Want to learn about the newest books and videos related to weaving and other textiles? Make sure to check out Handwoven’s Media Picks department every issue. This book review comes from the January/February 2018 issue. —Christina
As long as there have been cloth, needle, and thread, there’s been some form of embroidery. From fantastically complex medieval tapestries to Grandma’s flour sack towels stitched with “Sunbonnet Sue,” embroidery has taken many forms over the decades. In her new book, The Hand-Stitched Surface, author Lynn Krawczyk aims to teach this ancient technique to a new audience. Focusing on the more artistic aspects of handstitching, both freeform and from patterns, Krawczyk’s book is a perfect introduction to what she refers to as slow stitching.
Krawczyk makes no assumptions about the skill of the reader—she begins with an introduction of necessary tools (including an explanation of embroidery floss and why the six threads are so important) and then goes on to basic techniques and stitches. The chapter on stitching not only provides the how-tos for the basic stitches (French knots, lazy daisy, etc.) but also gives examples of how these stitches can be modified, expanded upon, and combined to create more complex patterns. She also gives instructions for creating a pattern of one’s own and a description of how she approaches improvisational stitching, giving readers the tools they need to do more than just follow store-bought patterns.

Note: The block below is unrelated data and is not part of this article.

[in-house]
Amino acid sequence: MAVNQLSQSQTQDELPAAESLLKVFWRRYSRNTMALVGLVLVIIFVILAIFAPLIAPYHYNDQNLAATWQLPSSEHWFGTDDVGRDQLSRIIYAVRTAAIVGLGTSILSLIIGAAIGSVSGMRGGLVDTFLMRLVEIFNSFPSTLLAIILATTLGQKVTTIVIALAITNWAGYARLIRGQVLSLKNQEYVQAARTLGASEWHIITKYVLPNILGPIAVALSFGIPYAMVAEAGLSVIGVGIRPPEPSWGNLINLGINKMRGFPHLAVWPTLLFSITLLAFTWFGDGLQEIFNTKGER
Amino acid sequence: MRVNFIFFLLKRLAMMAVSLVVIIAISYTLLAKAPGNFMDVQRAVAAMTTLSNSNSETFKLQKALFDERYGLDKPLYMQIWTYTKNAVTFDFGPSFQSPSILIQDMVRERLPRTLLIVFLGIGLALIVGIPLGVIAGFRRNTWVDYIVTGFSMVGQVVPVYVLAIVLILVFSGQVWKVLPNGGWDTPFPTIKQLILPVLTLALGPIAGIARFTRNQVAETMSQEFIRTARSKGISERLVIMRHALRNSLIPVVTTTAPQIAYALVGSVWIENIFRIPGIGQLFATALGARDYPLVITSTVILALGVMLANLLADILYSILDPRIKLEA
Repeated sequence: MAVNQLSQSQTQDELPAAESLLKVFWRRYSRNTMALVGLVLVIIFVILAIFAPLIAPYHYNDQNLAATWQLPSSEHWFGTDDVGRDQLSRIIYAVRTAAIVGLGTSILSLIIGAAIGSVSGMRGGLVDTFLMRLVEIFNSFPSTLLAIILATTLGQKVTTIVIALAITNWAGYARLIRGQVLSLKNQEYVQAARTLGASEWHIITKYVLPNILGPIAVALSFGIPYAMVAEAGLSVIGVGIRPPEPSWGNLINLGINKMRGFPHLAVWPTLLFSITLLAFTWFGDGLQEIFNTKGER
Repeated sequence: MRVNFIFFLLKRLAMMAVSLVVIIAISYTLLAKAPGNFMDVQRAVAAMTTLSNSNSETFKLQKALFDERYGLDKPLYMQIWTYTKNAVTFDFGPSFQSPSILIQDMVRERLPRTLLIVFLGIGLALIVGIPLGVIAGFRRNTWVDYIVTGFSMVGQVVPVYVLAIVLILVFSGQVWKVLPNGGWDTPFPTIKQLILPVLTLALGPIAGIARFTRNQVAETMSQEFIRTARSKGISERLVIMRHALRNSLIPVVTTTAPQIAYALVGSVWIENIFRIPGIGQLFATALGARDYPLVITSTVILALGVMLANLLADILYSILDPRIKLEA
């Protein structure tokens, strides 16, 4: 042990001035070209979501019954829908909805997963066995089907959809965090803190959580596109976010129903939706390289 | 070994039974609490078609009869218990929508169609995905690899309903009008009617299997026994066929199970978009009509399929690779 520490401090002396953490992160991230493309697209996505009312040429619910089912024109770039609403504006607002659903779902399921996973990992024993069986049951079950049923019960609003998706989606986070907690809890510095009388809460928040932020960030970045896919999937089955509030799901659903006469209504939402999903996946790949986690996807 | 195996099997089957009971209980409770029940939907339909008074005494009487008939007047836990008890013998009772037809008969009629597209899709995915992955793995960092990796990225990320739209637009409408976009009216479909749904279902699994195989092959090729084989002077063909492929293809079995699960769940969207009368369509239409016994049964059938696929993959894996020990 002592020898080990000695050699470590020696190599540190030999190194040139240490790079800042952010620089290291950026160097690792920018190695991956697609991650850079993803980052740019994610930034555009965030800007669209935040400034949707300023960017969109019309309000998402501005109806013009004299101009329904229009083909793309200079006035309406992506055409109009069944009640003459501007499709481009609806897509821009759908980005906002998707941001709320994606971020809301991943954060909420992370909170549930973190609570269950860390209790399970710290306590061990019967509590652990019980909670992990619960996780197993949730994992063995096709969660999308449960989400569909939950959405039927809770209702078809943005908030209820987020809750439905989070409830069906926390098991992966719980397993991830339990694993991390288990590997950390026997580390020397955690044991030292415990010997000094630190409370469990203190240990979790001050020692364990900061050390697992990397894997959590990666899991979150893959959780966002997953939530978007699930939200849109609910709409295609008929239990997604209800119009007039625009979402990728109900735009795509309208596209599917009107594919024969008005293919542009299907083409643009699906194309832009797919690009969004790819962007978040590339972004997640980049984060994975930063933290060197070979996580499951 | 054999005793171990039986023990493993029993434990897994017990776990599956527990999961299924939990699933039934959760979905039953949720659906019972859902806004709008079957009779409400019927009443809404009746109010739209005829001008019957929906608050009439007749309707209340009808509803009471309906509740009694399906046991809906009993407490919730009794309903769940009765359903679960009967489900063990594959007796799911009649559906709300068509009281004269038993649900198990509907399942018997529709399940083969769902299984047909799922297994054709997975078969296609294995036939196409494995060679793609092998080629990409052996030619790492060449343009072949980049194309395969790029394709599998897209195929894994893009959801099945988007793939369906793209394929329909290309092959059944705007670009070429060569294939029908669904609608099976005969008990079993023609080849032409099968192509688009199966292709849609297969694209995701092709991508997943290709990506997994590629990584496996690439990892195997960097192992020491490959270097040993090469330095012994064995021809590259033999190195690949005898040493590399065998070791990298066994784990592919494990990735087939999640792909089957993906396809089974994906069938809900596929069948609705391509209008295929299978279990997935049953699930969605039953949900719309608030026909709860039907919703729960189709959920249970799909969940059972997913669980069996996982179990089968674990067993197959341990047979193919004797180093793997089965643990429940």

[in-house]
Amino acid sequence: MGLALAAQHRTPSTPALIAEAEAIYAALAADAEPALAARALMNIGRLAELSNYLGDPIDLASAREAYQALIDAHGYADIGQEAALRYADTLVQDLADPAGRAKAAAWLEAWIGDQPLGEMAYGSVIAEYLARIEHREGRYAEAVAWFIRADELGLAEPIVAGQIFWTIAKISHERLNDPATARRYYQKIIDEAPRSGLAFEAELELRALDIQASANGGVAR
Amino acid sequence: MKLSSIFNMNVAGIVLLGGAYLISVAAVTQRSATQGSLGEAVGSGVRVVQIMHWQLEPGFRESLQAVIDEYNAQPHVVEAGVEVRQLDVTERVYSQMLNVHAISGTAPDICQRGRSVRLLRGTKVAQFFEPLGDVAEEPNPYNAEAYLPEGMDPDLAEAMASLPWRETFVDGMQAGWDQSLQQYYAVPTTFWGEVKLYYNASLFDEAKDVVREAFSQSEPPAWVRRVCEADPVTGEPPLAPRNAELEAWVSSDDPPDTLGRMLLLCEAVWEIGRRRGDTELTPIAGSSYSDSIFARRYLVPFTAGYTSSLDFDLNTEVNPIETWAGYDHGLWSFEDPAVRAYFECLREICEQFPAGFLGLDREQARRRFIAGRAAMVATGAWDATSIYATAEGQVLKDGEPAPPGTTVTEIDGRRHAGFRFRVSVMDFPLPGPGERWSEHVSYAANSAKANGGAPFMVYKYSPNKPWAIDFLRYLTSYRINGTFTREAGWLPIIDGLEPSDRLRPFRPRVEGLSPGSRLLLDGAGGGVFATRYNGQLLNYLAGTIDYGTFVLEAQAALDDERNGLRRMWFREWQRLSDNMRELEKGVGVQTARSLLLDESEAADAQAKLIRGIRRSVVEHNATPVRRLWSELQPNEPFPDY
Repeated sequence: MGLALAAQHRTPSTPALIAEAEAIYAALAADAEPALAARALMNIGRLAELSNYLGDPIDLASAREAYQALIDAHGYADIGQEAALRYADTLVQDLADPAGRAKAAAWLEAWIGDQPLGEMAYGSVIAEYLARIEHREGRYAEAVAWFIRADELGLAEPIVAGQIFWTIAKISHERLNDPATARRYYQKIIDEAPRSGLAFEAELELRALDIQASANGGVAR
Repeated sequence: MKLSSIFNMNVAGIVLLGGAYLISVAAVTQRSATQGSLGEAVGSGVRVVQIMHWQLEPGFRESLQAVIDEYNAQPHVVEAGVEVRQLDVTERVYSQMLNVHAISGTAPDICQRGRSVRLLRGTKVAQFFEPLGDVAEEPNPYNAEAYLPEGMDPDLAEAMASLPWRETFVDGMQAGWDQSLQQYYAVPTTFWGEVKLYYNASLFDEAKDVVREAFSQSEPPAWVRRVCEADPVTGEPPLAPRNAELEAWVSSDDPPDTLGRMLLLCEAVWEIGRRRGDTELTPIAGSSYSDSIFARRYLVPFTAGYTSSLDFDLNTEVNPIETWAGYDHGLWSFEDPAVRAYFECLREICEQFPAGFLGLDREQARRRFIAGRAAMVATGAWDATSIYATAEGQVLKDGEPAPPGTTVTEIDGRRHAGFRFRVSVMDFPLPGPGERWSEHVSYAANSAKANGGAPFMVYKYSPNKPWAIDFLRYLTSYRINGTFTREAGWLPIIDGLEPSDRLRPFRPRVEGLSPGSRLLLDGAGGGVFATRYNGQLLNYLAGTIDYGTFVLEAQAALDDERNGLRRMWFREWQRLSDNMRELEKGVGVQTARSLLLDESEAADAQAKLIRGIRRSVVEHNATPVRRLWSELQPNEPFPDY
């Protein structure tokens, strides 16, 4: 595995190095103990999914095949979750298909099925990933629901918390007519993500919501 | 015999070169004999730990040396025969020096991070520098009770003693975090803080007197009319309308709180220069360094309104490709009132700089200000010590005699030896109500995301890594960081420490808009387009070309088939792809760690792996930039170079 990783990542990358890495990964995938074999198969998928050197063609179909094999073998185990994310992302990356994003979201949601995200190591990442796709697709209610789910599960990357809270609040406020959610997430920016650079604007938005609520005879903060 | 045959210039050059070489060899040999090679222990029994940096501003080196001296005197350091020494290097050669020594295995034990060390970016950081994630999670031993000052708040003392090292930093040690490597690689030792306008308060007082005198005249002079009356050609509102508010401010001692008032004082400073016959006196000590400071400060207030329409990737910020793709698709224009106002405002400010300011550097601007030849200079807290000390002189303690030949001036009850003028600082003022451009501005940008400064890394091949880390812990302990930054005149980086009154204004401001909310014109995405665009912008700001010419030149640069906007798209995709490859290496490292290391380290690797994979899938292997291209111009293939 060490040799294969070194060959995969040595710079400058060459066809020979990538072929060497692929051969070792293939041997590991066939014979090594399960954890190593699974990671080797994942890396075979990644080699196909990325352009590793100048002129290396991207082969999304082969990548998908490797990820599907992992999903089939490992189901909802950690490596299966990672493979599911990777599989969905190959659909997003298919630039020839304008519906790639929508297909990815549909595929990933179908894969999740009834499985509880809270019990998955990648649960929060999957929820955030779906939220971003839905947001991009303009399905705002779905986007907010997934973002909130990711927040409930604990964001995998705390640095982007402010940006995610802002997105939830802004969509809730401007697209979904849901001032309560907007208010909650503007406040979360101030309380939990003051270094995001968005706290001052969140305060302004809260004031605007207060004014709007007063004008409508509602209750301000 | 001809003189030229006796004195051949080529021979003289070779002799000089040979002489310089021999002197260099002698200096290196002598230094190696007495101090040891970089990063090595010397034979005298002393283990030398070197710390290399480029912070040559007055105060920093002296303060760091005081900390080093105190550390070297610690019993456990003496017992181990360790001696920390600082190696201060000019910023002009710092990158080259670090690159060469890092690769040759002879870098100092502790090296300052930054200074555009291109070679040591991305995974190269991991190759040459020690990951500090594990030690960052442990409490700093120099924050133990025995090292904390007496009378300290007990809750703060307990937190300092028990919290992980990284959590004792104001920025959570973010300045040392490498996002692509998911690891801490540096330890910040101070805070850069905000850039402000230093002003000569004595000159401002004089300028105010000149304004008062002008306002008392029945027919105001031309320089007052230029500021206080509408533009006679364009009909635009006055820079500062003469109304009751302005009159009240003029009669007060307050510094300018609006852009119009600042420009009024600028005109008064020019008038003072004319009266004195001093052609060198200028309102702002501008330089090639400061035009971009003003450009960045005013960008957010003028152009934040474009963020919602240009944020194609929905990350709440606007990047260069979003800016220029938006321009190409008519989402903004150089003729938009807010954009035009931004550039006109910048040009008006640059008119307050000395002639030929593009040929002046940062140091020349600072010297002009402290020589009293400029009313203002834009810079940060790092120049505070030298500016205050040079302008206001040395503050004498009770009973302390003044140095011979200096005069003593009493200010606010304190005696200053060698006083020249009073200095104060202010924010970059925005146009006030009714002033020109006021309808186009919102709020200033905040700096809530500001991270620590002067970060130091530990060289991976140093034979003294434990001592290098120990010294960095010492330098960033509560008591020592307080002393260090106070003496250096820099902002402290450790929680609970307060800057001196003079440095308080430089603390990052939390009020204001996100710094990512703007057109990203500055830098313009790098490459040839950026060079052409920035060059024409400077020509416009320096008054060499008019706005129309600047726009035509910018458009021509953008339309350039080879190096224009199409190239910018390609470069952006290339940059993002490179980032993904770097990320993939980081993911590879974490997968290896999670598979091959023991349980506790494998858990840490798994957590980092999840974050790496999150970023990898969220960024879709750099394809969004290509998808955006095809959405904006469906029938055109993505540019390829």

The rest of the book focuses primarily on projects, many of which could be adapted for handwoven cloth. Perhaps more importantly for weavers, the book offers many ideas for how to use embroidery in ways to embellish our cloth. From sweetly embroidered buttons that would be perfect on a handwoven purse or top to using embroidery stitches to sew together the pieces of a quilt, this book will have weavers thinking about new and exciting ways to incorporate handstitching into their projects. This book is perfect for anyone who’s ever wanted to try embroidery, either on its own or as a cloth embellishment technique, but didn’t know where to start.
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